Middlemen play an important role by linking farmers to traders and final markets. This is particularly the case in developing countries, where market failure is ubiquitous and food chains still consist of many stages. This paper analyzes the factors affecting the farmers' decision to trade through middlemen and the impact of this choice on income and commercialization. We conceptualize middlemen both as an economic institution and as a social network structure. On the basis of data from 345 farmers in Ethiopia we found that several socioeconomic variables - particularly age, education, farm size, wealth and location - and social network variables - notably ethnic and religious ties - have an influence on farmers' choice of sales arrangement. Regarding income effects, gross profit was 225% higher for farmers without intermediation. This could be explained by the latter farmers having access to better quality inputs, better contract specifications and receiving higher prices for their products. Nonetheless, the majority of farmers continue trading via middlemen. We suggest three explanations for this outcome. First, wholesalers seem to prefer to work with middlemen to guarantee minimum quantity and quality, and to reduce the cost of measuring quality. Second, personalized relationships might lock-in smallholders into trading through middlemen regardless of income losses. Third, trading via middlemen can enhance smallholder commercialization by linking low resource endowed farmers to traders and final markets. However, direct trading with wholesalers seemed beneficial for relatively better-resource endowed farmers.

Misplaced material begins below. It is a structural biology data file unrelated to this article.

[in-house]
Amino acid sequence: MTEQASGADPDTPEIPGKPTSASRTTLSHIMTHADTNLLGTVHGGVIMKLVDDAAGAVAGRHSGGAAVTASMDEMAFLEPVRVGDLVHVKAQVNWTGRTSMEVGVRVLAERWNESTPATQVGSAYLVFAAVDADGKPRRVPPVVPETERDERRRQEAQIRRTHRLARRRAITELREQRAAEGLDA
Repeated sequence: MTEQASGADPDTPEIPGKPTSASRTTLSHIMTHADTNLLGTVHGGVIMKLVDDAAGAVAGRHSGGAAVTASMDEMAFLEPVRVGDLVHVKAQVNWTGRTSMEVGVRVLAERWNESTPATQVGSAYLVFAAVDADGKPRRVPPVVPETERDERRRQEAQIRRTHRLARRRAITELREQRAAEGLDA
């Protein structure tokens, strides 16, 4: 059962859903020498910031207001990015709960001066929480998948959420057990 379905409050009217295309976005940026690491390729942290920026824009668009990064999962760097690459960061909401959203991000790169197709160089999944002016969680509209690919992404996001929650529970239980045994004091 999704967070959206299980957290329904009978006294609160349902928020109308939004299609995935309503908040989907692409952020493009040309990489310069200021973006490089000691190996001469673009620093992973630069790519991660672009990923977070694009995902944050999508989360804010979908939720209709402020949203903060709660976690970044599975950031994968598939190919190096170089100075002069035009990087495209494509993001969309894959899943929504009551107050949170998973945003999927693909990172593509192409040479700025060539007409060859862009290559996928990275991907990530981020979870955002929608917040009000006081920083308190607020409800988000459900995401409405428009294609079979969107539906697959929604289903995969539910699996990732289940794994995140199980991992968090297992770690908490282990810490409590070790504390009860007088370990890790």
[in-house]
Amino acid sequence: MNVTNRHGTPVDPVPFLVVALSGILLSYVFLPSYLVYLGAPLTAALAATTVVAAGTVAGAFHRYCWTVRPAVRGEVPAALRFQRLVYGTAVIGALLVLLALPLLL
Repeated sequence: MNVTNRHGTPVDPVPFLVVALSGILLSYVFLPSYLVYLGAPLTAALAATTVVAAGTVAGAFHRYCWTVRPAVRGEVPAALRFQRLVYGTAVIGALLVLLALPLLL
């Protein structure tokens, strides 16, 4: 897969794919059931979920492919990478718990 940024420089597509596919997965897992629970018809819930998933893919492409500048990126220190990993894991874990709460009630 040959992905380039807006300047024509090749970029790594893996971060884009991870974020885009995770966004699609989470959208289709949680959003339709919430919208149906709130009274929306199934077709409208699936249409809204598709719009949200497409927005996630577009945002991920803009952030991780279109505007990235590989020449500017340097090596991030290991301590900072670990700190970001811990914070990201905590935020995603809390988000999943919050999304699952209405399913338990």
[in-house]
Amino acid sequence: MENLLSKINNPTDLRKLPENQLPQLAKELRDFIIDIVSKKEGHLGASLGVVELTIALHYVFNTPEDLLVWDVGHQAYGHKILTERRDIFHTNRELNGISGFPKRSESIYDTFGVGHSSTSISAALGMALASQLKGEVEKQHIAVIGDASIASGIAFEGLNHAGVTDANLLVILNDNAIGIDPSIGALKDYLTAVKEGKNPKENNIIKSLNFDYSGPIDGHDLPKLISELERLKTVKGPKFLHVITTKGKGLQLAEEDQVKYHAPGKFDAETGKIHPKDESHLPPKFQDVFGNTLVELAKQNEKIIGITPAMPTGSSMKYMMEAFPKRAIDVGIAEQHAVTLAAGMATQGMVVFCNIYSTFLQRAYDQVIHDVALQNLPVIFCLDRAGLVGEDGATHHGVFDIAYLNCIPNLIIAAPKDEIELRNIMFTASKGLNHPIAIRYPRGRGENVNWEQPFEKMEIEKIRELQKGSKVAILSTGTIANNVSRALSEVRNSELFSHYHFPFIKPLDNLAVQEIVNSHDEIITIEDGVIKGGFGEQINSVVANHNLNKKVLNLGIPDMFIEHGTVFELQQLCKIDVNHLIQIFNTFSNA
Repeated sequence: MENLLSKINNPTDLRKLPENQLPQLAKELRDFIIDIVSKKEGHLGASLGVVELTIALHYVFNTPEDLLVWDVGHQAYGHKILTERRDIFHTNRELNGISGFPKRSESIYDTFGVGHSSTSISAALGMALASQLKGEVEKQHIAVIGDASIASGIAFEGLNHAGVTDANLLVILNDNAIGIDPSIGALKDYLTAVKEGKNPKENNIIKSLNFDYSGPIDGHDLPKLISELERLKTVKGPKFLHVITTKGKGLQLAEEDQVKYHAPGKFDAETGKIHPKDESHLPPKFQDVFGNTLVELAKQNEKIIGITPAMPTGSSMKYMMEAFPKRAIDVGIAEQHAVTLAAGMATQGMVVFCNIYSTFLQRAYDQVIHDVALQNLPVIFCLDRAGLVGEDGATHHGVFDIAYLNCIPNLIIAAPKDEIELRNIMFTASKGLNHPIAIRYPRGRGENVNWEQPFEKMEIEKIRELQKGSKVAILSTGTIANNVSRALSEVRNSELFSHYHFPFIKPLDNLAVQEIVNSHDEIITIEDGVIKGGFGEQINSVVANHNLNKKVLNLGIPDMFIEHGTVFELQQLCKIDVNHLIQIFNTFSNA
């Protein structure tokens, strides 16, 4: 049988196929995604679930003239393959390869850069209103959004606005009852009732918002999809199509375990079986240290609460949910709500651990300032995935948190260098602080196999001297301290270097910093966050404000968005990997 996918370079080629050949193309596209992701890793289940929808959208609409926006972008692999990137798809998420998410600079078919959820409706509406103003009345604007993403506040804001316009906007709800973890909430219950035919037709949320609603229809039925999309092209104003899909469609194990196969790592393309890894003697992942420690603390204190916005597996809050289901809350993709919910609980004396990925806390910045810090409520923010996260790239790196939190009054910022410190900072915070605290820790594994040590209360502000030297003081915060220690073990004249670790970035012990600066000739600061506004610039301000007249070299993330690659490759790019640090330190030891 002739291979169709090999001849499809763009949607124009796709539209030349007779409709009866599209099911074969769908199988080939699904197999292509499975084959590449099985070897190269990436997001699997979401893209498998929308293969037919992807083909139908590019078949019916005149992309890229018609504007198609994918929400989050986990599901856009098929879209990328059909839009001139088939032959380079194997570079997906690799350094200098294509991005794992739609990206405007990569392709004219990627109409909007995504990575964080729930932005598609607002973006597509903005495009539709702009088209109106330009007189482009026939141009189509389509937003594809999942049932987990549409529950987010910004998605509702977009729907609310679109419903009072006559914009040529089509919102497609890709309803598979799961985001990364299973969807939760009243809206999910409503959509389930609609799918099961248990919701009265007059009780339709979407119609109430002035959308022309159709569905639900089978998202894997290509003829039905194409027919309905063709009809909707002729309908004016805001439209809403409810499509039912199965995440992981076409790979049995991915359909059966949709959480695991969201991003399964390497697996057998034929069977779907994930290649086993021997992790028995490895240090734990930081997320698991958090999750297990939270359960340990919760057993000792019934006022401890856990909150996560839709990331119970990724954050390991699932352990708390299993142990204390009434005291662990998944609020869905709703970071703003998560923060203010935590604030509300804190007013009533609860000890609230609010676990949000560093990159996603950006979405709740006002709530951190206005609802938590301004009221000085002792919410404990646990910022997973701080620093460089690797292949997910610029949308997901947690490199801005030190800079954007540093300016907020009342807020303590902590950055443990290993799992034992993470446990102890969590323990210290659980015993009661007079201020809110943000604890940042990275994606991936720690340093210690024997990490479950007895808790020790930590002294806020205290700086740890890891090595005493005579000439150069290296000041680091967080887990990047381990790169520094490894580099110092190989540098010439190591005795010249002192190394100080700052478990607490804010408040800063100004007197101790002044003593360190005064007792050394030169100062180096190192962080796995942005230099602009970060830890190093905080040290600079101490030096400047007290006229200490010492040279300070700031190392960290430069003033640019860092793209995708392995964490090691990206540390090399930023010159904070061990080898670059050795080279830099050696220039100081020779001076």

- Smallholder commercialization
- Social networks
- Transaction costs